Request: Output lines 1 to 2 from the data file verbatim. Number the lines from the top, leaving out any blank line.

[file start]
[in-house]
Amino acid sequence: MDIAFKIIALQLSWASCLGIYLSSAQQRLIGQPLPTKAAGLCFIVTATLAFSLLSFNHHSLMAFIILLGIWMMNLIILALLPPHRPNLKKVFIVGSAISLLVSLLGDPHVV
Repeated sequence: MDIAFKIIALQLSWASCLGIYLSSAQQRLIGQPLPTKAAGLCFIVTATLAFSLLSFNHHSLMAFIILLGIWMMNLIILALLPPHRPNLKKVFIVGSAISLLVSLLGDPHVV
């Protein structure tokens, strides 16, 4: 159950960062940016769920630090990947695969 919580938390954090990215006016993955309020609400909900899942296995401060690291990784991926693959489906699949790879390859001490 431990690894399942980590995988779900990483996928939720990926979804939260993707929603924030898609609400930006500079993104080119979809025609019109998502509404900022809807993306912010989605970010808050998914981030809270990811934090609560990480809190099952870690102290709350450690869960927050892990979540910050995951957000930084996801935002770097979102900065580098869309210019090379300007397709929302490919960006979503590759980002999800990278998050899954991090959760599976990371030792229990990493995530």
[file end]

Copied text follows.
[in-house]
Amino acid sequence: MDIAFKIIALQLSWASCLGIYLSSAQQRLIGQPLPTKAAGLCFIVTATLAFSLLSFNHHSLMAFIILLGIWMMNLIILALLPPHRPNLKKVFIVGSAISLLVSLLGDPHVV